Islamic leaders, scholars worry that American Muslims are too integrated into American culture

Conservative American Muslim leaders are more likely to be concerned about a creeping liberalization in their own ranks than about promoting Sharia law or some other political issue, writes Mustafa Akyol in the New York Times (February 18). He writes that there is concern over a new genre of Muslim bloggers and writers who are […]

A disenchanted world for spiritual masters in the information era

When it comes to following gurus and spiritual masters, “[w]e have come to know too much to worship unconditionally,” says Bernhard Pörksen, a German media scholar and professor of media studies at the University of Tübingen, in an interview with Ursula Richard published in Buddhismus Aktuell, a German Buddhist quarterly (1st Quarter). He attributes this […]

CURRENT RESEARCH – March 2019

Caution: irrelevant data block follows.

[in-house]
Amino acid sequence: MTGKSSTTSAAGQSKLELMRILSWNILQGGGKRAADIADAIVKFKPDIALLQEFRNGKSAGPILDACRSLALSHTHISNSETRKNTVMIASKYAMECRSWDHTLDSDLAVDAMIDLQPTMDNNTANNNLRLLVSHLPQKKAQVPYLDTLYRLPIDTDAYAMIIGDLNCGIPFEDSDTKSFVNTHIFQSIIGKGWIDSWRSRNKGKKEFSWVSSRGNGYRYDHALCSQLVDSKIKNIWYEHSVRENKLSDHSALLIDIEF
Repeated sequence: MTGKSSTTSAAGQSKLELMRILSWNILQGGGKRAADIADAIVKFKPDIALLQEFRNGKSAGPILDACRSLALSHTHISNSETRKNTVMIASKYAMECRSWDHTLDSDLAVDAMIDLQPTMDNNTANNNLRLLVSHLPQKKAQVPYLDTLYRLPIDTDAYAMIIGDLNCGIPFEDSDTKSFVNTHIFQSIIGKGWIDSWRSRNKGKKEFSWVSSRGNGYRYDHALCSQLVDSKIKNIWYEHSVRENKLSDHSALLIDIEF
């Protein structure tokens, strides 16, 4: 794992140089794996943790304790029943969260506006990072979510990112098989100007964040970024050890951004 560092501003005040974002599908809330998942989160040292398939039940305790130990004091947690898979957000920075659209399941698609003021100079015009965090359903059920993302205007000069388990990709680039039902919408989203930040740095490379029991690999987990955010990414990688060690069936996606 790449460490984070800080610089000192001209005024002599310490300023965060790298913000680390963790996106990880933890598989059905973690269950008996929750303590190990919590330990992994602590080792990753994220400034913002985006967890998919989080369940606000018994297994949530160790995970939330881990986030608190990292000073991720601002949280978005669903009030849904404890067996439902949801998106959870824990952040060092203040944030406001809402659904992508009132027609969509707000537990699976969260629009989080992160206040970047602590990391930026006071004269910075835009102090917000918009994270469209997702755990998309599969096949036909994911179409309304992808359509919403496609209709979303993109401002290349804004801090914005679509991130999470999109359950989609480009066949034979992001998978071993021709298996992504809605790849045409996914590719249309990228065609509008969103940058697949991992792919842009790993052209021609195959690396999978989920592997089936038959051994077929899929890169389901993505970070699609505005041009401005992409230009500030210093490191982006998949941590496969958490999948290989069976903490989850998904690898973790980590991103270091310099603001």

“Deaths of despair” has become a popular term used in the last few years to account for the rising number of middle-aged white Americans who have been dying from suicide, drug overdoses and conditions related to alcoholism, but there have been few attempts to relate the phenomenon to religion. In a paper presented at the […]

Dark side of the revival of Russian Orthodoxy emerges

The Russian Orthodox Church (ROC) is still in a period of “revival” marked by the rehabilitation of its position in society and rapid institutional expansion, but “signs of crisis are mounting rapidly,” writes Sergey Chapnin in IWM Post (Fall/Winter), a publication of the Vienna-based Institute for Human Sciences. Chapnin argues that the positive tendencies characterizing […]

Chinese workers discovering evangelical Christianity in Africa